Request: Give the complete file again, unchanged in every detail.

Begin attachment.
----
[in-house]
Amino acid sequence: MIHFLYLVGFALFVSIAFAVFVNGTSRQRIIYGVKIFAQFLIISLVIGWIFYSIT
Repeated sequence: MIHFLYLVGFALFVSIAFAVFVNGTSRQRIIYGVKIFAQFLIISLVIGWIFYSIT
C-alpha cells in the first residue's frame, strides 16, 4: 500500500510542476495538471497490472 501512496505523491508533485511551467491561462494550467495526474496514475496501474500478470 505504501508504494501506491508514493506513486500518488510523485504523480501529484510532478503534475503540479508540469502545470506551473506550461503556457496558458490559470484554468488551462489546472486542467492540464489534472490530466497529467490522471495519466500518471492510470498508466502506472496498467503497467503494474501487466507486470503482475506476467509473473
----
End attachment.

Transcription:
[in-house]
Amino acid sequence: MIHFLYLVGFALFVSIAFAVFVNGTSRQRIIYGVKIFAQFLIISLVIGWIFYSIT
Repeated sequence: MIHFLYLVGFALFVSIAFAVFVNGTSRQRIIYGVKIFAQFLIISLVIGWIFYSIT
C-alpha cells in the first residue's frame, strides 16, 4: 500500500510542476495538471497490472 501512496505523491508533485511551467491561462494550467495526474496514475496501474500478470 505504501508504494501506491508514493506513486500518488510523485504523480501529484510532478503534475503540479508540469502545470506551473506550461503556457496558458490559470484554468488551462489546472486542467492540464489534472490530466497529467490522471495519466500518471492510470498508466502506472496498467503497467503494474501487466507486470503482475506476467509473473